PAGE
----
My Britannica and other Fallen Heroes
Seigenthaler's recent vitriolic tirade against Wikipedia brought into focus a few contentious facts about facts. It turns out that in testing for accuracy against others, Wikipedia faired quite well, with 162 errors in 42 articles, while Britannica boasted 123 errors in 42 articles on the same topics. Dividing by the 42 article count, this means that the average Wikipedia article has 3.9 "factual errors, omissions, or misleading statements" against the average Britannica article's mere 2.9... And let's not even think of doing the sensible thing - checking the reivewers' assertions about errors for accuracy, becuase my guess is that without the editorial clout of the Britannica, their error rate in rating errors is probably at least double that.
Back in 1986, I spent $2700, which I definitely did not have then, to buy myself a very fine thing that is what I missed the most from my parents' house in Chile - my own Encyclopedia Britannica. I have had faith inculcated in the absolute reliability of the information in its pages.
It used to be that I thought being a Supreme Court Justice would be just about the greatest job a person could have - imagine a job where everything that is important about humaities could be relevant to your work every day... Then came the Bork nomination and it instantly became crystal clear that the widening gap between Justice and "The Law" becomes a veritable chasm at the top- that this is possibly one of the most political jobs, and hence really not suited for anyone who might choose to laugh when a joke is funny rather than when its deliverer is a potential stepping stone, if you see what I mean... Disappointment set in and this opinion has only been confirmed in spades in the past year - imagine an architect of torture becoming the liberal choice for a seat on the Supreme Court - a strange world indeed.
When I gave that idea up, I started looking again towards the Editor of the Encyclopedia Britannica as the zenith of successful career - now there is a person, I thought, with amazing power and integrity, and for whom the complete universe of humanistic thought was the stuff of daily life. I wanted to be Editor of the Encyclopedia Britannica. Now this... an average of 2.9 serious errors per article - the "gold standard" is pretty muddy....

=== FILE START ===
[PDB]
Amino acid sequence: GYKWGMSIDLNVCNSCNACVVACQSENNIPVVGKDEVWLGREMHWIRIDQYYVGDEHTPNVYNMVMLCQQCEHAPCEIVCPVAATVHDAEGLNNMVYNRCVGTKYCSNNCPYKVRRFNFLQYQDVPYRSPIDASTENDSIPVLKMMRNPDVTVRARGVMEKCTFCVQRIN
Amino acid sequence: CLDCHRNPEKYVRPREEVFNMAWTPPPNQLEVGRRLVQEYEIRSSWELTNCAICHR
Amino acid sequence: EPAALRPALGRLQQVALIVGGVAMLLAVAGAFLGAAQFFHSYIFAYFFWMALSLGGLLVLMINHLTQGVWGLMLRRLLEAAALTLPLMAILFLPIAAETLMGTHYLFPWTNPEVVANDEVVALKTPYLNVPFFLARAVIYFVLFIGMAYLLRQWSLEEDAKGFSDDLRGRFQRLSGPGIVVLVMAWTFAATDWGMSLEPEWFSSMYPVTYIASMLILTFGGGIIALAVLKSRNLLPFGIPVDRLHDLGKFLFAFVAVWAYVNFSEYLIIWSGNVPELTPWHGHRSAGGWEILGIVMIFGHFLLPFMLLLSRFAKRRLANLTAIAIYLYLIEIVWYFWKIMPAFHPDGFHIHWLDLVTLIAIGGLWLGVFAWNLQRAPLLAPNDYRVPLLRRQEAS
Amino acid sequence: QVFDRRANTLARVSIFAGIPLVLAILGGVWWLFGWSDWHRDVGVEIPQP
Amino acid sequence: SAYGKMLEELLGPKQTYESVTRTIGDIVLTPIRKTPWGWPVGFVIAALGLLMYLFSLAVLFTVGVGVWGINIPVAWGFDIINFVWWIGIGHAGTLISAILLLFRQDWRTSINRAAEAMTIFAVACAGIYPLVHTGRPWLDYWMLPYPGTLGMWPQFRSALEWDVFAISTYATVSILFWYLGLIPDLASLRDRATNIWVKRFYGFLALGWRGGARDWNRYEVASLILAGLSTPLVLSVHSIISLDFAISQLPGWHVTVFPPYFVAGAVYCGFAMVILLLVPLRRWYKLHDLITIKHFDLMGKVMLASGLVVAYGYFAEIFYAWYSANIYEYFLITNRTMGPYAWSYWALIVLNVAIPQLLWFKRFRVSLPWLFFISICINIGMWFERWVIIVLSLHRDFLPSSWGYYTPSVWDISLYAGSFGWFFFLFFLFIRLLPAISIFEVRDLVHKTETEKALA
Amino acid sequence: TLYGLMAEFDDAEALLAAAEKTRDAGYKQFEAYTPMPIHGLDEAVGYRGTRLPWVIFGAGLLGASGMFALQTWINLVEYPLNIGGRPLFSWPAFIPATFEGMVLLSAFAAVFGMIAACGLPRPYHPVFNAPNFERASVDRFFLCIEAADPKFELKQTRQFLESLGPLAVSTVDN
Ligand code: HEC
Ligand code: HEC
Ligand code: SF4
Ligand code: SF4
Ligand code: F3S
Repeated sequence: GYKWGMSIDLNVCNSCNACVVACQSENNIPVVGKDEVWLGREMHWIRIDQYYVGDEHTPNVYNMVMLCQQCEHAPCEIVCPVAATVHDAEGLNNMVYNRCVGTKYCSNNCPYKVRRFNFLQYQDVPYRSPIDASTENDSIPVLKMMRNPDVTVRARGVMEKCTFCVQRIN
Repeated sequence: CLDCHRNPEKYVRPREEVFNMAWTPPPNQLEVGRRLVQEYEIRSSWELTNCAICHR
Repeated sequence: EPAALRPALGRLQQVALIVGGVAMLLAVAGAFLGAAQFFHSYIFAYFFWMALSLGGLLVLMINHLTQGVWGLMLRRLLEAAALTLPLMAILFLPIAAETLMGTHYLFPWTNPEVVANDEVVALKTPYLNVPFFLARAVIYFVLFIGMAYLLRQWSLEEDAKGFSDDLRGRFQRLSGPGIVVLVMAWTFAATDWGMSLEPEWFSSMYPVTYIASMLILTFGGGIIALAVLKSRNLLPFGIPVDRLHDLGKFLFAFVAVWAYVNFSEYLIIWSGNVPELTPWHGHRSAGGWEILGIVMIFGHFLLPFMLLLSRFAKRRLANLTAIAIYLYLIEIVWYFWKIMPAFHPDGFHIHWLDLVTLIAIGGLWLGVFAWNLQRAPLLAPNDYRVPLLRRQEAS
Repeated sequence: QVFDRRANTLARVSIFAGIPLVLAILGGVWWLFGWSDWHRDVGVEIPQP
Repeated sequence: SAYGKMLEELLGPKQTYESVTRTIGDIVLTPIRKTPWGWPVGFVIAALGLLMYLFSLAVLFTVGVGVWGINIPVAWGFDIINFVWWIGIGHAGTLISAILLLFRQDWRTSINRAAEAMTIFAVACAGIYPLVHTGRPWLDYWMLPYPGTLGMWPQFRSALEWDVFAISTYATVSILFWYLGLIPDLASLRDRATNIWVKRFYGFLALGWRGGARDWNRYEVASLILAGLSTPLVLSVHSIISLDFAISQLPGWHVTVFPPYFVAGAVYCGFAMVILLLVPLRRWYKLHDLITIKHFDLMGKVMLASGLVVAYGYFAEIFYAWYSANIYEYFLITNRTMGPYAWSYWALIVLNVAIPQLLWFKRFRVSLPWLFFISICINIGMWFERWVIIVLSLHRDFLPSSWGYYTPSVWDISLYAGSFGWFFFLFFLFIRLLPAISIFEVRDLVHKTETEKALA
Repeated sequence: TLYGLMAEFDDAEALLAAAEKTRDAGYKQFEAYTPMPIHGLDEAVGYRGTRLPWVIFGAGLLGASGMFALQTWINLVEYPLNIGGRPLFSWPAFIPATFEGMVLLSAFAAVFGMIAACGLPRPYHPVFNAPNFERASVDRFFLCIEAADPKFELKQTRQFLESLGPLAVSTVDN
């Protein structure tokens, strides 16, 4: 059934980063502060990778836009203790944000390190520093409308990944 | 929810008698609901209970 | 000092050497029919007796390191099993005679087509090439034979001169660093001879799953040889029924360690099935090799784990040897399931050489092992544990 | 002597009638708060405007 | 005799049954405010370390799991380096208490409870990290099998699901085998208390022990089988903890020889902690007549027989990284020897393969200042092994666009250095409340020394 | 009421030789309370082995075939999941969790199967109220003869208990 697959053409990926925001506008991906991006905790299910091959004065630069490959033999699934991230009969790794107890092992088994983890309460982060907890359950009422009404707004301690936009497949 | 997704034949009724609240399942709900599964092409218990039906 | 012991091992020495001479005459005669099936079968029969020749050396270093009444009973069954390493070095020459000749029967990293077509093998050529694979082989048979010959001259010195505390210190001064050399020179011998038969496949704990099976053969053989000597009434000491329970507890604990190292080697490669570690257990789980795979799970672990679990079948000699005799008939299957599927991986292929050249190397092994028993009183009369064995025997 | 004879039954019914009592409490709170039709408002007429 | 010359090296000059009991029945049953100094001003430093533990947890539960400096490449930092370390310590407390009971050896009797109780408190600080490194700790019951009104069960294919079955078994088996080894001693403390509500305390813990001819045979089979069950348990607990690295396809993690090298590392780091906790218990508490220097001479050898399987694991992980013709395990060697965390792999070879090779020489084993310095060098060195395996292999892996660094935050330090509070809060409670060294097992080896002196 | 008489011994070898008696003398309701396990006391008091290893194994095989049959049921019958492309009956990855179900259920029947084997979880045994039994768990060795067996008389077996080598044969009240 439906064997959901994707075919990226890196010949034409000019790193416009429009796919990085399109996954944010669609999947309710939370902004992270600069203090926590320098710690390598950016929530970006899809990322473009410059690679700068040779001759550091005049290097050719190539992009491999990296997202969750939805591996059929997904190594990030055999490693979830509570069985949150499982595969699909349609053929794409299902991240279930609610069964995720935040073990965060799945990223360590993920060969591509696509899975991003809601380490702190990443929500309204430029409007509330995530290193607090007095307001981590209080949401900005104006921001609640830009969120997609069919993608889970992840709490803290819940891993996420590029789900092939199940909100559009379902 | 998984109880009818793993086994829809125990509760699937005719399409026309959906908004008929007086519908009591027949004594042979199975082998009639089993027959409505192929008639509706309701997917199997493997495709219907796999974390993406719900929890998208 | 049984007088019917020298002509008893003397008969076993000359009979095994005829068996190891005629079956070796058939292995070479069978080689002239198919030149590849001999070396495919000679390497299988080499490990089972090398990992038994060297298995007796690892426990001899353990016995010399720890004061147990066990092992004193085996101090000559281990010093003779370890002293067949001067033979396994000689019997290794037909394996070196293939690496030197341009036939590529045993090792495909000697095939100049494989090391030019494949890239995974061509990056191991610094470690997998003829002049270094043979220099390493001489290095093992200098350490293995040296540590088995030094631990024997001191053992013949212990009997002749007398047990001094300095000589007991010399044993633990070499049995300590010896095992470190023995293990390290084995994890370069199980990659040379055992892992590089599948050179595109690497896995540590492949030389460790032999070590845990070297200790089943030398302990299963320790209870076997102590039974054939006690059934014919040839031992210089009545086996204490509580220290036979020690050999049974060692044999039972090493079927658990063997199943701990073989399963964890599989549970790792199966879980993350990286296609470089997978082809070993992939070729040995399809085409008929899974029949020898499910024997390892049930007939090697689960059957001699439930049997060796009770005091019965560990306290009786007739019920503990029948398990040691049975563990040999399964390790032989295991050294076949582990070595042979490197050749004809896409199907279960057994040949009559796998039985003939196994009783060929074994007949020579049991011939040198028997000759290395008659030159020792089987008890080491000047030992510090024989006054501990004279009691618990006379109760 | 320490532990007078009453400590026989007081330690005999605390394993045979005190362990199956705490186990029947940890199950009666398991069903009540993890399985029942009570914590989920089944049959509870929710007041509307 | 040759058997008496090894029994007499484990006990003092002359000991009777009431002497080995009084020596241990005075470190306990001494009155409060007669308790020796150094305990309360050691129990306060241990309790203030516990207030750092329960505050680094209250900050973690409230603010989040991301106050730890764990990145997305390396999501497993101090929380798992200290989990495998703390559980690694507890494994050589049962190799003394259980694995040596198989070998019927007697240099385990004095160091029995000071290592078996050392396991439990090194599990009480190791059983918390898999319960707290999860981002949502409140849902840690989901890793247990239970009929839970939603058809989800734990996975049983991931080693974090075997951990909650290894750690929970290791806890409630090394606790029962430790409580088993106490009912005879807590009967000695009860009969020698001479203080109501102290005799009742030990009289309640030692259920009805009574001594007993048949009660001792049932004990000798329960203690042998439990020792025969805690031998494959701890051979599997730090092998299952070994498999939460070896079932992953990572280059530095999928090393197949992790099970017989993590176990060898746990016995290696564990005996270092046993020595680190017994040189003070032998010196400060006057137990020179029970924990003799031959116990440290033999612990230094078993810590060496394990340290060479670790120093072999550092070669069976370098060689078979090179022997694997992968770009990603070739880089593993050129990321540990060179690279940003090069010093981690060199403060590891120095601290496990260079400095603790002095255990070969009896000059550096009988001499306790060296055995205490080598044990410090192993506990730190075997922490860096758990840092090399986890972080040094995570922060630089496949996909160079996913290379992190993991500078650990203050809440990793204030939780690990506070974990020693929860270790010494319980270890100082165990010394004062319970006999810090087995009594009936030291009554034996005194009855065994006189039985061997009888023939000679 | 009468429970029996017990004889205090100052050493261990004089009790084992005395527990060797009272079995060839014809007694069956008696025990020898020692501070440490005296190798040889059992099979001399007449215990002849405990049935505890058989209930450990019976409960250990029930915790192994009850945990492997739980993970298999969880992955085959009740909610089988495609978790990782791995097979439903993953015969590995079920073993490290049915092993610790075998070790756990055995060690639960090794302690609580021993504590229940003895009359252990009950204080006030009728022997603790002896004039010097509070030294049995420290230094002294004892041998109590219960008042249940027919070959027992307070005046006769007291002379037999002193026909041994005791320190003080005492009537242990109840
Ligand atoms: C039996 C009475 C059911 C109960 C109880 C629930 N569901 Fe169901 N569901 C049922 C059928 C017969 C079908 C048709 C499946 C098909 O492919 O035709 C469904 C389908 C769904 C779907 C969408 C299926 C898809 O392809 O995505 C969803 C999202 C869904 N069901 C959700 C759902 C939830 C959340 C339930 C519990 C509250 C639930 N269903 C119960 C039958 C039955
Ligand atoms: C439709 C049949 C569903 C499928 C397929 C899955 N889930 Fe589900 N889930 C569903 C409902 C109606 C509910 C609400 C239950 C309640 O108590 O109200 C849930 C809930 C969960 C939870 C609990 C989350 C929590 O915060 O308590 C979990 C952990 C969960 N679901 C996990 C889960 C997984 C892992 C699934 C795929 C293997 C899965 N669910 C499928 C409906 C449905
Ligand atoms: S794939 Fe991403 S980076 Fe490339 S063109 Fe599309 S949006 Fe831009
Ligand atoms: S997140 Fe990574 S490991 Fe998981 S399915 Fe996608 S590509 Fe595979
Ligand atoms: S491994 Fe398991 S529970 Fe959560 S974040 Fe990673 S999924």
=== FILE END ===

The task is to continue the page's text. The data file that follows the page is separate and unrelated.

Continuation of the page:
To add insult to injury, this summer, scientists at Caltech announced the discovery of a tenth planet. This seemed like a big deal to me, until the dicussion got around to asking the obvious question - what is a planet anyway? And if 2003UB313 is indeed not a planet, but a Kuyper Object, as many authorities in the field contend, then Pluto, it appears, does not really qualify as a planet either. So it seems that by finding a new planet we've ended up with an 8 planet solar system...
I won't even begin to speculate what this does to the hanging mobile industry - the impact will certainly be felt in natural science museum stores around the world. But the distressing thing that comes into focus as suggested by this little event, is that a planet, as object, is really nothing but a grouping by convention - if you go with the Harvard-Smithsonian Center for Astrophysic's definition, there are only 8 major planets, and if Pluto must get included (and by extension 2003UB313) then there are 12,779 named minor planets that by rights should also be included, if we are to apply the criteria for inclusion even-handedly.
The internet has given us a new awareness of world politics because information flows freely enough, for those who care to drink from the stream, that the petticoats of the diplomatic process have been raised for all to see its seamier side - lies being spun and realities passed off as factual that are nothing but politically motivated distortions. Perhaps, the authorities of established science are starting to suffer from the same exposure. Now I have the sneaky feeling that there is an untold amount of what I take to be absolute truth that is about as real as the officialdom in The Atomic Cafe... Web 2.0 indeed.